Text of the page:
|Section:||A. sect. Araucaria|
Araucaria angustifolia, the Paraná pine, Brazilian pine or candelabra tree (pinheiro-do-paraná, araucária or pinheiro brasileiro), is a critically endangered species in the conifer genus Araucaria. Although the common names in various languages refer to the species as a "pine", it does not belong in the genus Pinus.
Origin and taxonomy
It is native to southern Brazil (also found in high-altitude areas of southern Minas Gerais and in the east and south of São Paulo, but more typically in the states of Paraná, Santa Catarina and Rio Grande do Sul). According to a study made by the Brazilian researcher Maack, the original area of occurrence represented 36.67% of the Paraná state (73,088 km2 or 28,219 sq mi), 60.13% of the Santa Catarina state (57,332 km2 or 22,136 sq mi), 21.6% of the São Paulo state (53,613 km2 or 20,700 sq mi) and 17.38% of the Rio Grande do Sul state (48,968 km2 or 18,907 sq mi). It is also found in the northeast of Argentina (Misiones and Corrientes), locally in Paraguay (Alto Paraná), growing in low mountains at altitudes of 500–1,800 metres (1,600–5,900 ft) and in northern regions of Uruguay where it was thought to be extinct until recent discoveries.
The prehistoric distribution of A. angustifolia in earlier geologic periods was very different to the present day, fossils were found in the Northeast Region, Brazil. The present day range is recent, the species moving into this area during the later Pleistocene and early Holocene. This chorological shift may possibly be due to climatic change and the migration of mountain flora by way of river courses.
It is an evergreen tree growing to 40 m (130 ft) tall and 1 m (3 ft 3 in) diameter at breast height. However, the largest individual, near Nova Petropolis, Rio Grande do Sul State, Brazil is 147.7 feet (45 meters) in height with a D.B.H. (diameter at breast height) of 12.5 feet (twelve meters girth). The leaves are thick, tough and scale like, triangular, 3–6 centimetres (1.2–2.4 in) long, 5–10 millimetres (0.2–0.4 in) broad at the base, and with razor-sharp edges and tip. They persist 10 to 15 years, so cover most of the tree except for the trunk and older branches. It is closely related to Araucaria araucana from further southwest in South America, differing most conspicuously in the narrower leaves.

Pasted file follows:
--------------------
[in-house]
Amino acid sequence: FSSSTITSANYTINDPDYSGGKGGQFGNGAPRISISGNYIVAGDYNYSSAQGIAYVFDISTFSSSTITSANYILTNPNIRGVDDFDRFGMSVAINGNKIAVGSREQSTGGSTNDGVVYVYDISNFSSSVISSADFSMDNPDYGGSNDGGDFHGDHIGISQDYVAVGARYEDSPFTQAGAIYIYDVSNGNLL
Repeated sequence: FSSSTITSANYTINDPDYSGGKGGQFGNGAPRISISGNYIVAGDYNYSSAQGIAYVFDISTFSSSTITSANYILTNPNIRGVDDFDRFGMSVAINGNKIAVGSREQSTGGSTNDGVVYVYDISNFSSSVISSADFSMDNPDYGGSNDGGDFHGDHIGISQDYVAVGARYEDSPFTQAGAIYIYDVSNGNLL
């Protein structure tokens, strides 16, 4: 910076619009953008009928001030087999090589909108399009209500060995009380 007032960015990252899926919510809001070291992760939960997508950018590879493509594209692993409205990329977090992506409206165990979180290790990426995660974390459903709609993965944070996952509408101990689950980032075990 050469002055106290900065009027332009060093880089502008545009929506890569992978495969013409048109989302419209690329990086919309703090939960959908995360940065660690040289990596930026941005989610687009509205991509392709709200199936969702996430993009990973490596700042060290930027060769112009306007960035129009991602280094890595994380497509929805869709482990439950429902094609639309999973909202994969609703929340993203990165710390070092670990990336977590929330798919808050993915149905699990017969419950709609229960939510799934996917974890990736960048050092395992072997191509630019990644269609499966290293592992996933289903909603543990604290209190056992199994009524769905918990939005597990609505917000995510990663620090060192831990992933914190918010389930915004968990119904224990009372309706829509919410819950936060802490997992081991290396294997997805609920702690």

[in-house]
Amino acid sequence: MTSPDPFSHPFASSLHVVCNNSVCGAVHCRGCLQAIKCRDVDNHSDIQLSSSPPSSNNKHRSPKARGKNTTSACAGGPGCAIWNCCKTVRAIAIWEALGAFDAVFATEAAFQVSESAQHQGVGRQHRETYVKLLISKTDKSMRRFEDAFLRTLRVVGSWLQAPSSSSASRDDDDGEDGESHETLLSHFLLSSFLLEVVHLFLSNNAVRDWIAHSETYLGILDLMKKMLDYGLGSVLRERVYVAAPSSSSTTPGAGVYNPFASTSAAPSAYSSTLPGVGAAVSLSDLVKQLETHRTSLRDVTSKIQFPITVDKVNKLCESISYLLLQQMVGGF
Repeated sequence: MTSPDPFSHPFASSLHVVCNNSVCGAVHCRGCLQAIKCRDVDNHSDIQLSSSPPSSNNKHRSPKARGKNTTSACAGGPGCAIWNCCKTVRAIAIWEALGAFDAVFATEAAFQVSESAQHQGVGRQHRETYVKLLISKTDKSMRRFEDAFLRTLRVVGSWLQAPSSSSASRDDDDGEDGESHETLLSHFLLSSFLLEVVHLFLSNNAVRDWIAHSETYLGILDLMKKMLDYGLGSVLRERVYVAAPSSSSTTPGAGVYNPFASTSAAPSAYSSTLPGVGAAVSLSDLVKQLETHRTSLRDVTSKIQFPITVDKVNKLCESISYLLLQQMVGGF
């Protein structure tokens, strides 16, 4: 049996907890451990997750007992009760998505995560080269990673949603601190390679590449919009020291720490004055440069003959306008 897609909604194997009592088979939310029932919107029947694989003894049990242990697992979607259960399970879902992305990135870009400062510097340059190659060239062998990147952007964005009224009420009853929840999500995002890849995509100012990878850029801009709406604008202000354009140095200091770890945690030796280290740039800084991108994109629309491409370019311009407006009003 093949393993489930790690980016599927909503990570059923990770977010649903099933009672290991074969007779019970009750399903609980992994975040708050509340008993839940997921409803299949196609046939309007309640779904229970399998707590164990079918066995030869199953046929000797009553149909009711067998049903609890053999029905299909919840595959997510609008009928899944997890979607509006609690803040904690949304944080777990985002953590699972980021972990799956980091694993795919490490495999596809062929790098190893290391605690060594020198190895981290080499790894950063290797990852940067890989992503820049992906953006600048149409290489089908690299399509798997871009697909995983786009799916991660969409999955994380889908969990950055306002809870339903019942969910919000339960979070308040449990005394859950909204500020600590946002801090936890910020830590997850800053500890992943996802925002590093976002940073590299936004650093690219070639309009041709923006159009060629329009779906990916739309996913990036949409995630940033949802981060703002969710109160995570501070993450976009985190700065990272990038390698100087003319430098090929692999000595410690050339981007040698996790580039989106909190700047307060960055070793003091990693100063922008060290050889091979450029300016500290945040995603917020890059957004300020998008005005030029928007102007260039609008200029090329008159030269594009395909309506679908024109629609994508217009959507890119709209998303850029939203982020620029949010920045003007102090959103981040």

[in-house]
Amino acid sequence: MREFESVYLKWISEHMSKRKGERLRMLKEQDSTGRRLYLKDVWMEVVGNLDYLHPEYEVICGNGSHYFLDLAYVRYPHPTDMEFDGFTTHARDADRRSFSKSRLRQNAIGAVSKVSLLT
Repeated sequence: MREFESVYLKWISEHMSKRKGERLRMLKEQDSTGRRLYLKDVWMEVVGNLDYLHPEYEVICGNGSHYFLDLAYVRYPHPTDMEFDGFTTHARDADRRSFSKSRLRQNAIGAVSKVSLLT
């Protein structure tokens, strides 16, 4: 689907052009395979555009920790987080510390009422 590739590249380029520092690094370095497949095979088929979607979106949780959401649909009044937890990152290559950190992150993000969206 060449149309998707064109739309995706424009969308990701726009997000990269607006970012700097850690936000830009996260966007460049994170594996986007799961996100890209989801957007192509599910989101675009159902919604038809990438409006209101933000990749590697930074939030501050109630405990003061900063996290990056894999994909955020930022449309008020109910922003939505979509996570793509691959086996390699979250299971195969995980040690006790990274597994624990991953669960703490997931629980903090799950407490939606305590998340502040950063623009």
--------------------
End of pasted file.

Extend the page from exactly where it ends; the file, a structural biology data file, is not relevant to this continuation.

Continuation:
It is usually dioecious, with the male and female cones on separate trees. The male (pollen) cones are oblong, 6 cm (2.4 in) long at first, expanding to 10–18 cm (4–7 in) long by 15–25 mm (0.6–1.0 in) broad at pollen release. Like all conifers it is wind pollinated. The female cones (seed), which mature in autumn about 18 months after pollination, are globose, large, 18–25 cm (7–10 in) in diameter, and hold about 100–150 seeds. The cones disintegrate at maturity to release the approximately 5 cm (2 in) long nut-like seeds, which are then dispersed by animals, notably the azure jay, Cyanocorax caeruleus.
Habitat and ecology
It prefers well drained, slightly acidic soil but will tolerate almost any soil type provided drainage is good. It requires a subtropical climate with abundant rainfall, tolerating occasional frosts down to about −5 to −20 °C (23 to −4 °F).
The seeds are very important for the native animals. Several mammals and birds eat pinhão, and it has an important ecological role in Araucaria moist forests (a sub-type of the Brazilian Atlantic Forest).
In a long term study observing the feeding behaviour throughout the year of the squirrel Guerlinguetus brasiliensis ssp. ingrami in a secondary A. angustifolia forest in the Parque Recreativo Primavera in the vicinity of the city of Curitiba, Paraná, of the ten plant species of which the squirrel ate the seeds or nuts, seeds of A. angustifolia were the most important food item in the fall, with a significant percentage of their diet in the winter consisting of the seeds as well.
The squirrels cache seeds, but it is unclear how this affects recruitment.
It is a popular garden tree in subtropical areas, planted for its unusual effect of the thick, 'reptilian' branches with a very symmetrical appearance.
The seeds, similar to large pine nuts, are edible, and are extensively harvested in southern Brazil (Paraná, Santa Catarina and Rio Grande do Sul states), an occupation particularly important for the region's small population of Native Americans (the Kaingáng and other Southern Jê). The seeds, called pinhão [piˈɲɐ̃w̃] are popular as a winter snack. The city of Lages, in Santa Catarina state, holds a popular pinhão fair, in which mulled wine and boiled Araucaria seeds are consumed. 3,400 tonnes (7,500,000 lb) of seeds are collected annually in Brazil.
According to one calculation it has lost an estimated 97% of its habitat to logging, agriculture, and silviculture in the last century. People also eat the seeds, which may reduce recruitment. It was therefore listed by the IUCN as 'vulnerable in 1998 and 'critically endangered' in 2008.
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